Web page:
As Championnat National 3 used to be called Championnat de France Amateur 2, it is not surprising that everything reminds me of my Dutch amateur team of my youth. People hanging over the advertisement boards, in small groups of friends, talking about the past week and sometimes shouting at the game.

I caught the goal of the home team, scored by penalty, which, I think, equalized the game.  Enthusiasm remains within borders. :-)

As I again still had some driving to do, and had been without any food or drink because there was no concession stand anywhere to be found, I left 20 minutes early at a 1-1 score.

Let's just say that Wasquehal Football does not need to be (high) on your groundhopping bucket list.

Thursday, January 31, 2019

FC Eintracht Rheine - FC Gütersloh (25-05-2018)

On my way from Berlin to the Netherlands, I make a detour to see one of the few games that are played that Saturday -- and by a team I haven't visited yet. FC Eintracht Rheine plays in the Oberliga Westfalen (Fifth Division) and today's game is against Gütersloh.*

FC Eintracht Rheine was only founded in 1994, as a merger of VfB Rheine and SG Eintracht Rheine, but actually has a staggering 18 (!) predecessors. I pay €6, get a generic ticket (but a ticket nevertheless), and enter the Auto-Senger Stadion. Its official capacity is 7,500, but I doubt they ever have more than 750. The stadium has just one stand -- the Dr. Bernd Windhoff Tribüne -- and is in dire condition (see below).

Clearly Fc Eintracht Rheine is not ready for the Champions League -- or to host FC Feyenoord -- as there were bricks and rocks all over the place. Fortunately, no one cared about them. 

As it is the last home game, they say goodbye to the players that are leaving at the end of the season before the game. The ca. 100 people applaud politely. The crowd is local and seems to be here more for the social contacts than the football.

I don't directly see any away fans -- Gütersloh is ca. 100 km away from Rheine -- but if there were any, these six guys will probably have been it..

The game is overall rather poor and slow but the weather is nice and there are some decent snacks, so I am having a good time. There isn't much atmosphere though. This changes a bit when they announce that there will be free beer after the game to celebrate the end of the season.

I have to admit that I left with still a quarter to go. At that time it was still 0-0, but it was getting cold, and I still had 4 hours to drive. In the end, FC Eintracht Rheine won 2-0. Not the most desirable groundhop destination, but not bad either.

* I wrote this report half a year later, so the details are a bit hazy.

Monday, April 16, 2018

RM Hamm Benfica – US Mondorf-les-Bains (11-03-2018)

The last game of the weekend is in Luxembourg, a standard location for our brotherly groundhops. This time we go to RC Hamm Benfica, one of a few team in the country named after a famous Portuguese club, a consequence of the enormous Portuguese community in Luxembourg (16 percent of the population!).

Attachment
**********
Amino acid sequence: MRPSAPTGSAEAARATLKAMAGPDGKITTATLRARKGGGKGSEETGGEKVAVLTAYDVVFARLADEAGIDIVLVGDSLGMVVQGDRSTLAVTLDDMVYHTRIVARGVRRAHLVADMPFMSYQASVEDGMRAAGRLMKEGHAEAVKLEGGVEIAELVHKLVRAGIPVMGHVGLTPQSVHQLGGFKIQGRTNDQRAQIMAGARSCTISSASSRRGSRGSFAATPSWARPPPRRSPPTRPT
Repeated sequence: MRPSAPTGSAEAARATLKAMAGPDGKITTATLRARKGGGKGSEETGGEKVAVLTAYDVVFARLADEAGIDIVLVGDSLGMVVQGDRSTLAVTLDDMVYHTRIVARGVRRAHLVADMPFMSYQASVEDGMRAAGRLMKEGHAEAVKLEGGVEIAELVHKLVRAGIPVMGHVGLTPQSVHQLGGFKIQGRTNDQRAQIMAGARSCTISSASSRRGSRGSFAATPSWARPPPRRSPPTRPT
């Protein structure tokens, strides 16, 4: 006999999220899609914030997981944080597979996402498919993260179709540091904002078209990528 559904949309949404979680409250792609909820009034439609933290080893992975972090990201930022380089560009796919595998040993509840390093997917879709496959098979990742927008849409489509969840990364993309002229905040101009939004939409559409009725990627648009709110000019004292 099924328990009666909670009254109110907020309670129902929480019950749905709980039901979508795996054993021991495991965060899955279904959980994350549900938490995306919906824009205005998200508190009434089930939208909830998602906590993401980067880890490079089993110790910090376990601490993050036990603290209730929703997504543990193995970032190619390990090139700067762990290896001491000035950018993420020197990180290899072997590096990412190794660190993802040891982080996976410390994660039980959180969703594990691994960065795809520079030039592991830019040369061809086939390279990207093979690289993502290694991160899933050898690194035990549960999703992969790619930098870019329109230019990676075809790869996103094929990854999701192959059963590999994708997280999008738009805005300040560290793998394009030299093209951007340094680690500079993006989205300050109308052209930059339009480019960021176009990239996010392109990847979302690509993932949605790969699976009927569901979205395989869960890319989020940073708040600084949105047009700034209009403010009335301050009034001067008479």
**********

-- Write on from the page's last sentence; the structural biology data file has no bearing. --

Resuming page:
The “stadium” is just outside of the city center of Luxembourg, tucked away on a hill. Rapid Mansfeldia Hamm Benfica was founded in 2004 as a fusion of two small clubs, which initially played in the second division. In 2007 they got promoted to the National Division (First Division) and they have been in the top flight of Luxembourg football ever since.

We pay €10 for a General Admission ticket. The ticket itself is generic and dates to the 2015/16 season. That gives you an indication of the level of professionalism. RC Hamm Benfica plays at a ground, simply named Luxembourg-Cents, after the district, which allegedly can hold 2,800 people. It is the smallest ground in this league I have ever visited. It has one stand, which has only 3 rows.

There are roughly 120 people, mostly men, and some 30-50 are Portuguese speakers. One small group of 10 younger men have a banner and sing during the game. There are also some 25 away supporters, who only had to travel 30 km. They also sing and even have a drum.

Benfica has the first decent chance, in the fifth minute. In the next fifteen they have the best of the game, but create few chances. The play is roughly as bad as the pitch: really bad!

In the 38th minute the hosts have another chance, but the rebound from 16 meters goes 5 meters over the goal. While the game goes back and forth, the control and passing is bad, and the ball rarely gets into the box.

In the 41st minute the visitors finally have a good attack, with a deep cross, but the header is too late. The inevitable half-time score is 0-0.

In the 49th minute Benfica has a good attack: a hard shot leads to a good safe by the goalie. Three minutes later the hosts have another attack, which is stopped by a foul, and leads to a counter by the visitors, which ends with a hard shot over the goal. A bit later Monsdorf has another set of chances, mostly because the goalie screws up, and the defense is terrible.

The play is getting really bad. Both teams only master 2-3 passes before the lose the ball. Consequently, the only notable occasions are free kicks, which occur regularly. In the 79th minute a free kick is put into the box and headed in goal: 1-0. Nope, the player had pushed, so the goal is disallowed.

In the last ten minutes both teams still squander a half-chance, but in the end, the inevitable happens: 0-0. Both teams could have played for 90 minutes more and still wouldn’t have scored! According to my brother, this was the first time in over two decades that we saw a goalless draw together. In the end, RM Hamm Benfica has the atmosphere of a third or even fourth division team in Austria or Belgium. Even by Luxembourgish standards it is really small. The main attraction is the exotic name.

KFC Dessel Sport – ASV Geel (10-03-2018)